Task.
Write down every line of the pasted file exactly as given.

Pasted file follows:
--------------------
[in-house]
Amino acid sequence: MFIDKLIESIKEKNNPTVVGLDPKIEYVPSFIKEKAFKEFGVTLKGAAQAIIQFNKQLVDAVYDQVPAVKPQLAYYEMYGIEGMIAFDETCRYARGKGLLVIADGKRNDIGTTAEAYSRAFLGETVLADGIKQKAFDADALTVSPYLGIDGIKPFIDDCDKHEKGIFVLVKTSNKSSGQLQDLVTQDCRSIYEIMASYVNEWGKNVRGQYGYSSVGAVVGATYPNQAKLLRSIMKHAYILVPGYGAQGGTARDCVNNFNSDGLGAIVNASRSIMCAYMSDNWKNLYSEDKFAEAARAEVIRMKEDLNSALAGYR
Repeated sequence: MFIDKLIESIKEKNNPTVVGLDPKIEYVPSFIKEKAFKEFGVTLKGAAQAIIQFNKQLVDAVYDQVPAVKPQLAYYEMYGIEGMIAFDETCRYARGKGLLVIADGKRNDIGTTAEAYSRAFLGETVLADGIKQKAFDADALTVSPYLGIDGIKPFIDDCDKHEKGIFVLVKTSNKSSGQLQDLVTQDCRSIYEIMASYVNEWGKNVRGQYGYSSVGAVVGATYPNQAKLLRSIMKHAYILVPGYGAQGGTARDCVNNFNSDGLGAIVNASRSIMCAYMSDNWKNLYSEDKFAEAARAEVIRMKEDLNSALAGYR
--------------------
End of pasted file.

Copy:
[in-house]
Amino acid sequence: MFIDKLIESIKEKNNPTVVGLDPKIEYVPSFIKEKAFKEFGVTLKGAAQAIIQFNKQLVDAVYDQVPAVKPQLAYYEMYGIEGMIAFDETCRYARGKGLLVIADGKRNDIGTTAEAYSRAFLGETVLADGIKQKAFDADALTVSPYLGIDGIKPFIDDCDKHEKGIFVLVKTSNKSSGQLQDLVTQDCRSIYEIMASYVNEWGKNVRGQYGYSSVGAVVGATYPNQAKLLRSIMKHAYILVPGYGAQGGTARDCVNNFNSDGLGAIVNASRSIMCAYMSDNWKNLYSEDKFAEAARAEVIRMKEDLNSALAGYR
Repeated sequence: MFIDKLIESIKEKNNPTVVGLDPKIEYVPSFIKEKAFKEFGVTLKGAAQAIIQFNKQLVDAVYDQVPAVKPQLAYYEMYGIEGMIAFDETCRYARGKGLLVIADGKRNDIGTTAEAYSRAFLGETVLADGIKQKAFDADALTVSPYLGIDGIKPFIDDCDKHEKGIFVLVKTSNKSSGQLQDLVTQDCRSIYEIMASYVNEWGKNVRGQYGYSSVGAVVGATYPNQAKLLRSIMKHAYILVPGYGAQGGTARDCVNNFNSDGLGAIVNASRSIMCAYMSDNWKNLYSEDKFAEAARAEVIRMKEDLNSALAGYR